With elevators not working, anyone responding to the crisis had to reach the building's 21 floors on foot.

"We had to go up and down several times to various floors," Freyholtz says. The building was pretty dark, and we spent a lot of time in the stairwells."

While reaching any floor by walking hundreds of stairs was one thing, gaining access to a floor was another. With card readers not working, Security officers had to be on standby to open doors.

"Due to the nature of the items on the floors, we had to ensure the only people entering had authorization to be there," says Missie Zwiefelhofer, senior manager, Security Operations. "Our teams also had to manually unlock individual lab doors for researchers to assess the status of their research materials and equipment."

With additional unsecured entry points on each floor, security officers were also assigned to patrol floors continually.

"In addition to checking access approval for staff on the floor, officers also monitored temperature changes in each of the rooms," Zwiefelhofer says.

At one point, her team got stretched even thinner when more officers were needed to stand "fire watch" because the fire system at Guggenheim was also offline.

In many ways, the Security Team was the last defense. Many members reported walking up to 30,000 steps that day.

Preparing for the worst-case scenario

While the Guggenheim Building continued to fill with teams from Facilities, Safety and Security, Blair and Amy Davis, Midwest vice chair, Research Administration, worked feverishly on finding ways to communicate with Research staff who would be affected by the crisis.

"We knew they wouldn't all be checking email on a Sunday, so our teams were texting and calling our scientists and supervisors individually," Davis says. "Once our staff were aware and engaged, we could use email for updates."

At the same time, Blair and Davis tried to plan for a worst-case scenario. If the HVAC system wasn't going to come back online anytime soon, hundreds of freezers would have to be moved out of the building to prevent equipment failures.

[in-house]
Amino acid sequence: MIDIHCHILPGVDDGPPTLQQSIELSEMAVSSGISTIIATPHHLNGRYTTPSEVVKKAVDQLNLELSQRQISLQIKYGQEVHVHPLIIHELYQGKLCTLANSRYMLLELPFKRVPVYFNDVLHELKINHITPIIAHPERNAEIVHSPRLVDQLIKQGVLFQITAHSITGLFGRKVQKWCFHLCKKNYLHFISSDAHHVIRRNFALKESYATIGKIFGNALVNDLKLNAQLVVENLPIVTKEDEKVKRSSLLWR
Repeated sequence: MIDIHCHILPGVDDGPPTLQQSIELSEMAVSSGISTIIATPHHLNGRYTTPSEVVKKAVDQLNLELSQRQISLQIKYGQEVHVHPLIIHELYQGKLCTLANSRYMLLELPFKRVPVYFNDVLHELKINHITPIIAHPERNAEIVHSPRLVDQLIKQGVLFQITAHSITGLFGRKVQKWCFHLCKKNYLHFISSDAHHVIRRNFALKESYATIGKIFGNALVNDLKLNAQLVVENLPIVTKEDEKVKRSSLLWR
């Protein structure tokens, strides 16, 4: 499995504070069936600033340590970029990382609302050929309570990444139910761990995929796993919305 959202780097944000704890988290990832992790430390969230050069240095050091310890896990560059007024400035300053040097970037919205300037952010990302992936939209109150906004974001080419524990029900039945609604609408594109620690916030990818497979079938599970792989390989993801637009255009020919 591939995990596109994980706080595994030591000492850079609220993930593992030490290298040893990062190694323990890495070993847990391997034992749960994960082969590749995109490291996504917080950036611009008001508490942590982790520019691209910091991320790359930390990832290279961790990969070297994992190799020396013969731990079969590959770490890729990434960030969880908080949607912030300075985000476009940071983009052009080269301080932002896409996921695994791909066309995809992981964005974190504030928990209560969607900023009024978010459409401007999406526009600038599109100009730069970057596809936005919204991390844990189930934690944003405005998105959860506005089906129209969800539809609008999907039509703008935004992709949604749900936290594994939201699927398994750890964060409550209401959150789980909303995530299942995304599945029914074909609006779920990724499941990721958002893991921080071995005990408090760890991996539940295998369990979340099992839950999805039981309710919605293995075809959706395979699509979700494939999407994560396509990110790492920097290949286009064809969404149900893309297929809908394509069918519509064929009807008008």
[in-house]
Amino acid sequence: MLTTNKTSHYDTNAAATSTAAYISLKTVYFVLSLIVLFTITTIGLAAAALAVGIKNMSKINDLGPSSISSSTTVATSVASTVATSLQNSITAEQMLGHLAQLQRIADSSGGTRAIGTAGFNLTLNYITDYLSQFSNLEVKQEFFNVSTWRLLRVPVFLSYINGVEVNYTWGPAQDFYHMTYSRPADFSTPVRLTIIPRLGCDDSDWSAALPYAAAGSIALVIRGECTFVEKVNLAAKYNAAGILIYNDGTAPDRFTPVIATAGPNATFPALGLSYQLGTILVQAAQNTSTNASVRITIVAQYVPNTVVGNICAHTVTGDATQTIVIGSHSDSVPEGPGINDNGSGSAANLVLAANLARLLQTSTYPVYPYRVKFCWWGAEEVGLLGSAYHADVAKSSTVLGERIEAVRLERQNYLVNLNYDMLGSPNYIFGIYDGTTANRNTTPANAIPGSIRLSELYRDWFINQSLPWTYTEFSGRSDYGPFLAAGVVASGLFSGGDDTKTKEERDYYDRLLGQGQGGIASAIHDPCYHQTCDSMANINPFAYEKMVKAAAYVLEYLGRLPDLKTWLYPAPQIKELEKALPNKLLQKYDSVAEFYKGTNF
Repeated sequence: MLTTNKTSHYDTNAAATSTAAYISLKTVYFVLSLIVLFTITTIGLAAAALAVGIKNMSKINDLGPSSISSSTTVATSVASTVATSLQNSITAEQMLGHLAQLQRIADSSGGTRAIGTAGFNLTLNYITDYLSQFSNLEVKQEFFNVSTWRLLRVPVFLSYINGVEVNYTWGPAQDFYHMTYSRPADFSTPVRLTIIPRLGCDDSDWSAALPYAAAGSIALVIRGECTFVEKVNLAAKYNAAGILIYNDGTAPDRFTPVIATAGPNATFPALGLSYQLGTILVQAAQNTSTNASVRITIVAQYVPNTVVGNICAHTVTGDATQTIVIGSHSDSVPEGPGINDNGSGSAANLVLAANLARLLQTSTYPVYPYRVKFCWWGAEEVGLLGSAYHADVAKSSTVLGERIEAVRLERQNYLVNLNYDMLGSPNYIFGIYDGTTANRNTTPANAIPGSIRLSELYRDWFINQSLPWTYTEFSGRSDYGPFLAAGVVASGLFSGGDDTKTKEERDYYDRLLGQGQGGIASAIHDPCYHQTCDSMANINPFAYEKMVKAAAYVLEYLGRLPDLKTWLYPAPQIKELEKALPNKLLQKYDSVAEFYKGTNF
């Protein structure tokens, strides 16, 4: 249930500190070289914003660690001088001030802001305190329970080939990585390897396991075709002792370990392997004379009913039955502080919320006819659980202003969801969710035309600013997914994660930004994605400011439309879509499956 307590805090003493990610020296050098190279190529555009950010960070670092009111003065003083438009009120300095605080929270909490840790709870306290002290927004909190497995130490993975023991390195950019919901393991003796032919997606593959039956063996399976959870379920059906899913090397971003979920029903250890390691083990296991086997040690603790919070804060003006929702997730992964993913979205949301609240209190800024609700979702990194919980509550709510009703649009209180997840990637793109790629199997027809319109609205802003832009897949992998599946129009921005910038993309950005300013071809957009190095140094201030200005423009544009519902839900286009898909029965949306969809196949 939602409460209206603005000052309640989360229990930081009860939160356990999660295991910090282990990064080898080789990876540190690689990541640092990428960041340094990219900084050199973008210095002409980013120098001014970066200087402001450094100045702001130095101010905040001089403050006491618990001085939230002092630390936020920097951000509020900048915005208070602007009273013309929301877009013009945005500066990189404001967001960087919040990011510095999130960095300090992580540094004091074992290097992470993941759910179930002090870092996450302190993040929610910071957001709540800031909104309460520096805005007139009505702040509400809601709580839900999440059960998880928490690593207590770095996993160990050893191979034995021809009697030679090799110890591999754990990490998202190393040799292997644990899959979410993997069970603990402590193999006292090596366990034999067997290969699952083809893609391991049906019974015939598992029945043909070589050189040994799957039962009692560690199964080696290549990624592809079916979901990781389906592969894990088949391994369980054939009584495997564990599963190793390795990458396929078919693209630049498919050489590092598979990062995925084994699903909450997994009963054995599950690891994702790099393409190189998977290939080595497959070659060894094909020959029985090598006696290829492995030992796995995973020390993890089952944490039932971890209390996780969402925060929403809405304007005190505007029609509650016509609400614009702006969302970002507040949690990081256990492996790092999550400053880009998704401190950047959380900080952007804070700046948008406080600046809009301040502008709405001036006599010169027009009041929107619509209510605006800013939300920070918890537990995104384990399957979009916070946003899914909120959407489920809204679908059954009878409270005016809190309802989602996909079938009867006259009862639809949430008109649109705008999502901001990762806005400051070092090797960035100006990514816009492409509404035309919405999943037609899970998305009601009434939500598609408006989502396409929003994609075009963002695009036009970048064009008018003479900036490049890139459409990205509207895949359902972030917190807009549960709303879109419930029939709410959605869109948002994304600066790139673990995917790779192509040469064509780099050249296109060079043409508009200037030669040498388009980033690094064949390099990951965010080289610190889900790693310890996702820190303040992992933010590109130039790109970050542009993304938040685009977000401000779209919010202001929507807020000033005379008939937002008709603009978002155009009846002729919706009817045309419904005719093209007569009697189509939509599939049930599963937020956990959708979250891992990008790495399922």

By early afternoon, they were able to identify a secure location, but getting the freezers there was going to be another challenge. Elevators were offline and only a small number of freezers would fit on a rented truck for one trip at a time.

Blair decided that if things didn't improve by 3 p.m., the plan, however complicated, would have to be set in motion.

Teams responding to the crisis had to reach the building's 21 floors through the stairwells.

Glimmers of hope

Around 1 p.m., there was a glimmer of hope. Facilities teams found a way to restore temporary power to the HVAC system controls, which meant that air — and optimism — began to flow again.

"When we learned that there was a solution to reverse the rising temperatures, I felt like I could breathe again," Davis says.

The picture improved steadily, and by mid-afternoon, Facilities teams were also able to bypass the damaged bus duct and gradually bring the entire building back online. Blair and Davis never had to put their worst-case-scenario plans into action. The crisis was averted.

Praise all around

As Dalbello convened the Healthcare Incident Command System team a few more times during the remainder of the day and into Monday to ensure all systems were fully operational again, the group shared a lot of praise about how instrumental the teamwork was in averting a disaster.

"The teamwork between the different departments was nothing short of amazing," Zwiefelhofer says. "Each department showed up with a large number of workers on a Sunday and addressed the crisis. There was no grumbling."

Queensland echoed that sentiment.

"This was an incredible experience that showcased the collaboration and talent that helps Mayo Clinic be the No. 1 hospital in the world," he says. "This level of coordination is difficult to achieve in a planned utility interruption, let alone in an emergency response. 'Thank you' doesn't seem like a powerful enough sentiment to convey the level of appreciation I have for these teams."

Zwiefelhofer also credited the Healthcare Incident Command System team for quickly identifying critical needs and communicating with teams on the ground.

"It was a job well done by everyone involved," she says.

Davis said it was an exhausting day for everyone, "but also a day where you felt proud to work with such wonderful colleagues, all dedicated to Mayo's research mission."

For Dalbello, who is preparing to retire next month, this activation was likely his last as the HICS incident commander. And one final time, he saw greatness.

"Everyone was focused and doing whatever was required. The commitment was obvious," he said. "No one has all the answers, but the collective team accomplished quite a bit."